The Washington Post today displays a new look, the first complete redesign of its news sections since the late Eugene Meyer bought the paper in 1933.
The newspaper hired Walter Bernard and Milton Glaser of WBMG Inc. of New York as consultants for the changes in graphics. The two, separately or together, had previously redesigned Time, Esquire, Fortune, Atlantic Monthly, New York and Adweek magazines, among other publications.
"We have been increasing the news hole steadily for the last 20 years," said Washington Post Executive Editor Benjamin C. Bradlee. "We have added new sections regularly. And the advertising space has kept pace. We felt it was time for a new look, emphasizing readability, clarity, organization and order. And we were lucky to get Bernard and Glaser to work it out, with their proven record of style and sense."
"Our aim with The Post was to enhance its strengths," said Glaser, "to make the reader and the advertiser more comfortable with the richness of the daily diet of news and features."
Among the changes in the redesign are: An index to the paper that will appear each day on Page A2. The index will give a short description of the major stories in the newspaper, section by section. A new format for columns of opinion and commentary in the news sections, to emphasize the distinction between them and news stories.
The columns will run in boxed form with bold Franklin Gothic headlines and distinctive body type settings. New mastheads for most inside sections. Metro, Sports and Business mastheads are set in Bauer Bodoni type and are larger than their predecessors. The Style section masthead is set in Bodoni italics, as are the masts for the Travel and Show sections on Sunday and the Food sections on Wednesday and Sunday. New styles for keyboxes highlighting stories in the Metro, Style and front sections. In Metro the keybox will note by region stories inside the section. On Page A1 a keybox regularly will give short summaries of stories inside the A section or in other sections of the paper. Keys to inside stories in Style are built into the new masthead. The headline and byline styles. The headline style of the paper will make more frequent use of smaller headlines under the main ones to give more detail about the story described. Bylines will be standardized in full-sized sections and will have rules above and below the reporter's name. The section that carries stories from abroad will now be labeled World News, both when the stories begin in a separate section and when they run inside the front A section. In addition, other typographic and layout changes have been made to enhance readability, including a shift in body type style to Century Oldstyle. That change occurred in July to aid production as the newspaper shifted to standard advertising units, part of a national trend.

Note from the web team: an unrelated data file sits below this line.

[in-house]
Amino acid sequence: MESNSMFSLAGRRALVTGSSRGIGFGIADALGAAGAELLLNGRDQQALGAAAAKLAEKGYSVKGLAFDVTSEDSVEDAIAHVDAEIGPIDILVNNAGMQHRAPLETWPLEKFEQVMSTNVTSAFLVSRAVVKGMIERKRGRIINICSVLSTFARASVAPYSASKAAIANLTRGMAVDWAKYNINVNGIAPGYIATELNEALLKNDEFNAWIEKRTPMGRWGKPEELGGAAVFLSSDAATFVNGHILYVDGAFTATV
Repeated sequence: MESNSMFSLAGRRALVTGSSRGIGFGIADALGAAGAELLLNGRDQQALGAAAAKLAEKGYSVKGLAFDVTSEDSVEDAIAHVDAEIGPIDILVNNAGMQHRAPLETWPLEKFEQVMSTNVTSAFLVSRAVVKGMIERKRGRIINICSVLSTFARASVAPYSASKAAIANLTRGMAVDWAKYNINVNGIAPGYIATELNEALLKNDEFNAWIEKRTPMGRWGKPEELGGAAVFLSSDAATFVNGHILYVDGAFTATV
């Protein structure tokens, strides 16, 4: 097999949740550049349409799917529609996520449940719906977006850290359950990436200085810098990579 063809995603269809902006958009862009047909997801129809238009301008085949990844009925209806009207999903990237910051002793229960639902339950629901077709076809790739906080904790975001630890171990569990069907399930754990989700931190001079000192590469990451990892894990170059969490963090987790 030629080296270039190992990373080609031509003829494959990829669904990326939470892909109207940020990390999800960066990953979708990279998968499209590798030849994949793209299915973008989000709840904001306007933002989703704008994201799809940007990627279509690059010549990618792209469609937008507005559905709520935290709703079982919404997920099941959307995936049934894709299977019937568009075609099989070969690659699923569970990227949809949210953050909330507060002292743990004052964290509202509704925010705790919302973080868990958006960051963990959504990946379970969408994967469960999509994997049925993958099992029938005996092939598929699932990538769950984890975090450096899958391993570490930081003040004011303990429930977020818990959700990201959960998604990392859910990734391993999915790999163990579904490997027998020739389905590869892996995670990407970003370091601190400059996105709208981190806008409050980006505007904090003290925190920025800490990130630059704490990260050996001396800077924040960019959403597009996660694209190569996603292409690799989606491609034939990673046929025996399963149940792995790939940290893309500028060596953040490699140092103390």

Glaser and Bernard have worked for more than a year with The Post's production, circulation, makeup and advertising units as well as the news department while creating the paper's new look.
"This is the first step in a continuing process," said Bernard. "Our hope for the redesign is that when a reader opens the paper, he or she finds nothing startlingly or dramatically changed. We want the reader to feel that the paper is more clearly organized and easier to read."
The Washington Post has designated a telephone number, 334-7969, that readers may call to request information on the redesign or to express opinions about it.